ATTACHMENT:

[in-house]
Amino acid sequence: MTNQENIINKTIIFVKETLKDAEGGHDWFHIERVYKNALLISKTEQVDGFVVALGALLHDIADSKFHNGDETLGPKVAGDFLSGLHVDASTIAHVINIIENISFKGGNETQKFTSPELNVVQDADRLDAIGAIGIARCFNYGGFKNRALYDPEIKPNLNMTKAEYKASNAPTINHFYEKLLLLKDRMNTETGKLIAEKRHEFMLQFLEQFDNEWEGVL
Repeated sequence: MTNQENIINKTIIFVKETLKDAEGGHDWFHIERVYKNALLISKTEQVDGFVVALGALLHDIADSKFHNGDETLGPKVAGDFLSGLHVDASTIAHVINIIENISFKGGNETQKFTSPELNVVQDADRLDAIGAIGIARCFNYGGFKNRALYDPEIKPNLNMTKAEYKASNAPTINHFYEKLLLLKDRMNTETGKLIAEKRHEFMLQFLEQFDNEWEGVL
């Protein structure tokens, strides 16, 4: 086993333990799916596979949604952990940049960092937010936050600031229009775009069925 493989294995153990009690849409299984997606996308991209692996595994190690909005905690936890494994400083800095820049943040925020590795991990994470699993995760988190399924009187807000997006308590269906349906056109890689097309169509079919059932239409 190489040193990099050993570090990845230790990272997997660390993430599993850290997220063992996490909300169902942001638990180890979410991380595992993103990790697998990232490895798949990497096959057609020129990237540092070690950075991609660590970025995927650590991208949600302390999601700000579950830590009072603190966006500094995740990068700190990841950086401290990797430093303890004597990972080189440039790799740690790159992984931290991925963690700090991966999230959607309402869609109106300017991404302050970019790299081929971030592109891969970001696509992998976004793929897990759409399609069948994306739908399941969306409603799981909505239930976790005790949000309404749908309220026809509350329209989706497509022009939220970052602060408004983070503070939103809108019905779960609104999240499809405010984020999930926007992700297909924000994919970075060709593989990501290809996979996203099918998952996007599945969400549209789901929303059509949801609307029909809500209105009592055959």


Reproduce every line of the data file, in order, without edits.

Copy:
[in-house]
Amino acid sequence: MTNQENIINKTIIFVKETLKDAEGGHDWFHIERVYKNALLISKTEQVDGFVVALGALLHDIADSKFHNGDETLGPKVAGDFLSGLHVDASTIAHVINIIENISFKGGNETQKFTSPELNVVQDADRLDAIGAIGIARCFNYGGFKNRALYDPEIKPNLNMTKAEYKASNAPTINHFYEKLLLLKDRMNTETGKLIAEKRHEFMLQFLEQFDNEWEGVL
Repeated sequence: MTNQENIINKTIIFVKETLKDAEGGHDWFHIERVYKNALLISKTEQVDGFVVALGALLHDIADSKFHNGDETLGPKVAGDFLSGLHVDASTIAHVINIIENISFKGGNETQKFTSPELNVVQDADRLDAIGAIGIARCFNYGGFKNRALYDPEIKPNLNMTKAEYKASNAPTINHFYEKLLLLKDRMNTETGKLIAEKRHEFMLQFLEQFDNEWEGVL
């Protein structure tokens, strides 16, 4: 086993333990799916596979949604952990940049960092937010936050600031229009775009069925 493989294995153990009690849409299984997606996308991209692996595994190690909005905690936890494994400083800095820049943040925020590795991990994470699993995760988190399924009187807000997006308590269906349906056109890689097309169509079919059932239409 190489040193990099050993570090990845230790990272997997660390993430599993850290997220063992996490909300169902942001638990180890979410991380595992993103990790697998990232490895798949990497096959057609020129990237540092070690950075991609660590970025995927650590991208949600302390999601700000579950830590009072603190966006500094995740990068700190990841950086401290990797430093303890004597990972080189440039790799740690790159992984931290991925963690700090991966999230959607309402869609109106300017991404302050970019790299081929971030592109891969970001696509992998976004793929897990759409399609069948994306739908399941969306409603799981909505239930976790005790949000309404749908309220026809509350329209989706497509022009939220970052602060408004983070503070939103809108019905779960609104999240499809405010984020999930926007992700297909924000994919970075060709593989990501290809996979996203099918998952996007599945969400549209789901929303059509949801609307029909809500209105009592055959």